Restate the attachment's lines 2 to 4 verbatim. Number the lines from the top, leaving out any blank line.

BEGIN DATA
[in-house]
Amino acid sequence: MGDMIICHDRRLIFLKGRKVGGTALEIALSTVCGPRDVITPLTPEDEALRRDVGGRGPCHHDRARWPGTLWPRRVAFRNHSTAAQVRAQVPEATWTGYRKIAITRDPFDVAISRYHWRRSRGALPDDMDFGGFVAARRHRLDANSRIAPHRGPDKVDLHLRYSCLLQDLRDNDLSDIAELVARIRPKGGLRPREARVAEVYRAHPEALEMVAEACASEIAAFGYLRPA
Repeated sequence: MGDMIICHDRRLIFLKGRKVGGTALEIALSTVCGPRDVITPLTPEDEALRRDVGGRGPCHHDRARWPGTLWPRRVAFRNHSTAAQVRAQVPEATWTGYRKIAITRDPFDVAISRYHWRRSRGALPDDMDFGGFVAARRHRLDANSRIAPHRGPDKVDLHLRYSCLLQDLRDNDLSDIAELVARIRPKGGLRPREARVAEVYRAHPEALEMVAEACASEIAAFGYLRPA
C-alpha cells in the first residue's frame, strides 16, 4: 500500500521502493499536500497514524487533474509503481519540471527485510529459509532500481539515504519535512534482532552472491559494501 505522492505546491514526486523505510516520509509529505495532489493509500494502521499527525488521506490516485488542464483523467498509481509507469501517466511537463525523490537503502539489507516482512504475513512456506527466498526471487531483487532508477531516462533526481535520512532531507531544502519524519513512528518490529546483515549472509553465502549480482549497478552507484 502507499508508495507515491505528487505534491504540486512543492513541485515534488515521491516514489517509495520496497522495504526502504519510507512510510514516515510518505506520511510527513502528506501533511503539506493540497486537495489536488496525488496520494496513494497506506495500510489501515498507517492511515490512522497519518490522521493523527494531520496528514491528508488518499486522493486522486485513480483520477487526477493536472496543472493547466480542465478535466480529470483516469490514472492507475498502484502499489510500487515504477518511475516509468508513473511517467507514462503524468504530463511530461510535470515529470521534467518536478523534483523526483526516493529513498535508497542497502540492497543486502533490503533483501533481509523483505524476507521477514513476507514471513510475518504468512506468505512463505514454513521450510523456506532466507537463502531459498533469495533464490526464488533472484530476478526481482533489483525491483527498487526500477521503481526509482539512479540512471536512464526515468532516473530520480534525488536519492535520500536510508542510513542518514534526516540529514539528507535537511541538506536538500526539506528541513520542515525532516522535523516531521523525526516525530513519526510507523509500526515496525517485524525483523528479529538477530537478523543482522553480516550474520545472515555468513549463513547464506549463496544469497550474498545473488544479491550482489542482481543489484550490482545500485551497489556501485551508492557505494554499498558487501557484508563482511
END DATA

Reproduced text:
Amino acid sequence: MGDMIICHDRRLIFLKGRKVGGTALEIALSTVCGPRDVITPLTPEDEALRRDVGGRGPCHHDRARWPGTLWPRRVAFRNHSTAAQVRAQVPEATWTGYRKIAITRDPFDVAISRYHWRRSRGALPDDMDFGGFVAARRHRLDANSRIAPHRGPDKVDLHLRYSCLLQDLRDNDLSDIAELVARIRPKGGLRPREARVAEVYRAHPEALEMVAEACASEIAAFGYLRPA
Repeated sequence: MGDMIICHDRRLIFLKGRKVGGTALEIALSTVCGPRDVITPLTPEDEALRRDVGGRGPCHHDRARWPGTLWPRRVAFRNHSTAAQVRAQVPEATWTGYRKIAITRDPFDVAISRYHWRRSRGALPDDMDFGGFVAARRHRLDANSRIAPHRGPDKVDLHLRYSCLLQDLRDNDLSDIAELVARIRPKGGLRPREARVAEVYRAHPEALEMVAEACASEIAAFGYLRPA
C-alpha cells in the first residue's frame, strides 16, 4: 500500500521502493499536500497514524487533474509503481519540471527485510529459509532500481539515504519535512534482532552472491559494501 505522492505546491514526486523505510516520509509529505495532489493509500494502521499527525488521506490516485488542464483523467498509481509507469501517466511537463525523490537503502539489507516482512504475513512456506527466498526471487531483487532508477531516462533526481535520512532531507531544502519524519513512528518490529546483515549472509553465502549480482549497478552507484 502507499508508495507515491505528487505534491504540486512543492513541485515534488515521491516514489517509495520496497522495504526502504519510507512510510514516515510518505506520511510527513502528506501533511503539506493540497486537495489536488496525488496520494496513494497506506495500510489501515498507517492511515490512522497519518490522521493523527494531520496528514491528508488518499486522493486522486485513480483520477487526477493536472496543472493547466480542465478535466480529470483516469490514472492507475498502484502499489510500487515504477518511475516509468508513473511517467507514462503524468504530463511530461510535470515529470521534467518536478523534483523526483526516493529513498535508497542497502540492497543486502533490503533483501533481509523483505524476507521477514513476507514471513510475518504468512506468505512463505514454513521450510523456506532466507537463502531459498533469495533464490526464488533472484530476478526481482533489483525491483527498487526500477521503481526509482539512479540512471536512464526515468532516473530520480534525488536519492535520500536510508542510513542518514534526516540529514539528507535537511541538506536538500526539506528541513520542515525532516522535523516531521523525526516525530513519526510507523509500526515496525517485524525483523528479529538477530537478523543482522553480516550474520545472515555468513549463513547464506549463496544469497550474498545473488544479491550482489542482481543489484550490482545500485551497489556501485551508492557505494554499498558487501557484508563482511